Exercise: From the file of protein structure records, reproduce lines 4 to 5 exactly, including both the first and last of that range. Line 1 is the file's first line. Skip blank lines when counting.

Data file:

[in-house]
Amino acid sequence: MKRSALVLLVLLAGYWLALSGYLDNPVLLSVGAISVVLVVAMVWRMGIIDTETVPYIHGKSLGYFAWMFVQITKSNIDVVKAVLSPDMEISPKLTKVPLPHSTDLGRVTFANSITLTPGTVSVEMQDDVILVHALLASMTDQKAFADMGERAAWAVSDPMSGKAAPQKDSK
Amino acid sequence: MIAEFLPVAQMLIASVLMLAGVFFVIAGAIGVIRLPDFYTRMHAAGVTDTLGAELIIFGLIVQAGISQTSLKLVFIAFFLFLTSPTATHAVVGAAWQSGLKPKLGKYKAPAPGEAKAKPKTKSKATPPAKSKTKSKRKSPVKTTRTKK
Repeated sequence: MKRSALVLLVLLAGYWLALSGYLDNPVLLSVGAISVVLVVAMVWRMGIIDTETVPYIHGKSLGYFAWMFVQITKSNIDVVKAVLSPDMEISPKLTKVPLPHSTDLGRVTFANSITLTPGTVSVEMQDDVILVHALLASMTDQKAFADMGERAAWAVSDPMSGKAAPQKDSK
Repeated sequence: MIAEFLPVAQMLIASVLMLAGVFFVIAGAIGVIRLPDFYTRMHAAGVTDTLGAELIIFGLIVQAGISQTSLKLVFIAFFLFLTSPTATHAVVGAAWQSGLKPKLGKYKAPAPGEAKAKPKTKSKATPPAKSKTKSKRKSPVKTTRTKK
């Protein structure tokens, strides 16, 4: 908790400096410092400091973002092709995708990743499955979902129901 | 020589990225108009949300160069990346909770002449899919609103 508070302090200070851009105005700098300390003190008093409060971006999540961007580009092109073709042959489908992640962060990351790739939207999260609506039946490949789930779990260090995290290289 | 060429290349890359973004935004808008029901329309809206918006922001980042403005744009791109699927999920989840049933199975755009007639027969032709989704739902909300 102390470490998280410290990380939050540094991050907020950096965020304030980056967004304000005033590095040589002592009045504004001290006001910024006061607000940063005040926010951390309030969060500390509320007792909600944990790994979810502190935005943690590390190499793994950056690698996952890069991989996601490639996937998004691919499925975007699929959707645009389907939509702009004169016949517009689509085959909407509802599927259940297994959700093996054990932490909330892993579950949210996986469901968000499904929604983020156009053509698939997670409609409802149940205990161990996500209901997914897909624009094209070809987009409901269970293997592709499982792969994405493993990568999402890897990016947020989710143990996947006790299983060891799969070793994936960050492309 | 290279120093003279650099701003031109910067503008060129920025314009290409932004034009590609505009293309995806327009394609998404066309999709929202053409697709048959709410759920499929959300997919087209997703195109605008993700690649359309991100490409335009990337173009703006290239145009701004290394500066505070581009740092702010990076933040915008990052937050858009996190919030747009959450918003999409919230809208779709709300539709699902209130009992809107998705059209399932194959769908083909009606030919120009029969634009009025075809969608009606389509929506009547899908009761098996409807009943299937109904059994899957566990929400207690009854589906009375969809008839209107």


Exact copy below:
Repeated sequence: MKRSALVLLVLLAGYWLALSGYLDNPVLLSVGAISVVLVVAMVWRMGIIDTETVPYIHGKSLGYFAWMFVQITKSNIDVVKAVLSPDMEISPKLTKVPLPHSTDLGRVTFANSITLTPGTVSVEMQDDVILVHALLASMTDQKAFADMGERAAWAVSDPMSGKAAPQKDSK
Repeated sequence: MIAEFLPVAQMLIASVLMLAGVFFVIAGAIGVIRLPDFYTRMHAAGVTDTLGAELIIFGLIVQAGISQTSLKLVFIAFFLFLTSPTATHAVVGAAWQSGLKPKLGKYKAPAPGEAKAKPKTKSKATPPAKSKTKSKRKSPVKTTRTKK